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        Enhancing Reporting of After Action Reviews of Public Health Emergencies to Strengthen Preparedness: A Literature Review and Methodology Appraisal
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        Enhancing Reporting of After Action Reviews of Public Health Emergencies to Strengthen Preparedness: A Literature Review and Methodology Appraisal
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This literature review aimed to identify the range of methods used in after action reviews (AARs) of public health emergencies and to develop appraisal tools to compare methodological reporting and validity standards.


A review of biomedical and gray literature identified key approaches from AAR methodological research, real-world AARs, and AAR reporting templates. We developed a 50-item tool to systematically document AAR methodological reporting and a linked 11-item summary tool to document validity. Both tools were used sequentially to appraise the literature included in this study.


This review included 24 highly diverse papers, reflecting the lack of a standardized approach. We observed significant divergence between the standards described in AAR and qualitative research literature, and real-world AAR practice. The lack of reporting of basic methods to ensure validity increases doubt about the methodological basis of an individual AAR and the validity of its conclusions.


The main limitations in current AAR methodology and reporting standards may be addressed through our 11 validity-enhancing recommendations. A minimum reporting standard for AARs could help ensure that findings are valid and clear for others to learn from. A registry of AARs, based on a common reporting structure, may further facilitate shared learning. (Disaster Med Public Health Preparedness. 2019;13:618-625)

Public health emergencies, such as infectious disease outbreaks, floods, and terrorist attacks, impact societies severely but are relatively rare for individual countries. However, this national rarity provides an impetus to systematically learn from emergencies when they do occur, so as to strengthen public health emergency preparedness and response planning. 1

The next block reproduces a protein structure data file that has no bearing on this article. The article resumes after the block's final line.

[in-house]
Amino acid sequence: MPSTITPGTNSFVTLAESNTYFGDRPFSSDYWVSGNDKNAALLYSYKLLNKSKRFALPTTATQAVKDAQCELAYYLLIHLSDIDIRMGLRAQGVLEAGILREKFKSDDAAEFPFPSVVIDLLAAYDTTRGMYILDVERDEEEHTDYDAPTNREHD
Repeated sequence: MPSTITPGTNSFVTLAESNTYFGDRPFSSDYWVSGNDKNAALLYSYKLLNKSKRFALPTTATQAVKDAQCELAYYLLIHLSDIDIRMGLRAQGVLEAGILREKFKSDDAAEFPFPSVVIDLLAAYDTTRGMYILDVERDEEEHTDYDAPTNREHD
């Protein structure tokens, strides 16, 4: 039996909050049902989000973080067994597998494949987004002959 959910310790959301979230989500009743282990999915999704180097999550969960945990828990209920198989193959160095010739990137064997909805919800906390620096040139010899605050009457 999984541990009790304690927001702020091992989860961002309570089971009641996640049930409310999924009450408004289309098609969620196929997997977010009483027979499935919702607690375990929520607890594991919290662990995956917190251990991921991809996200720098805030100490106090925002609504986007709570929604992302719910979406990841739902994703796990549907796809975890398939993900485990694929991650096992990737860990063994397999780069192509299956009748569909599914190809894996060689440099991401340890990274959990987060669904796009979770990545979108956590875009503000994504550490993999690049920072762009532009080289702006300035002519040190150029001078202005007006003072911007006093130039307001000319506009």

One such learning approach is to conduct an after action review (AAR), or a lessons learned document. These documents are completed after a public health emergency has occurred and draw on quantitative and qualitative methods to identify strengths and weaknesses in the public health emergency preparedness system. By addressing any weaknesses identified, they aim to improve preparedness, response, and recovery capacities and capabilities, ultimately lessening the impact of future incidents. 2 , 3

Typically, documentation and other quantitative fact-finding methods help establish a skeleton timeline of events, whereas different forms of qualitative investigation, such as personal testimony, provide richer insights into how and why events unfolded. Combined, these approaches aim to establish the root causes of the event and to identify what lessons can be learned for the future. 2 9

Despite the crucial role of AARs in linking the past with the present and future, there is no widely used or standardized approach to conducting AARs of public health emergencies. Particularly, there is no indication of whether insights gained are valid or based on robust methodologies. 1 , 9

This literature review aimed to identify the range of methods used to produce AARs to improve emergency preparedness planning and to develop appraisal tools to compare their methodological reporting and validity standards, with a focus on qualitative methods.


Literature Search

We searched biomedical databases (Medline, Embase, Scopus) and gray literature sources (Google Advanced, Google Scholar) for AARs that described an enacted response to an emergency (theoretical or “table-top” exercises were excluded), were within the geographic scope of the literature review (the European Union, Australia, Canada, New Zealand, and the United States), and were published in English from January 2000 to August 2015.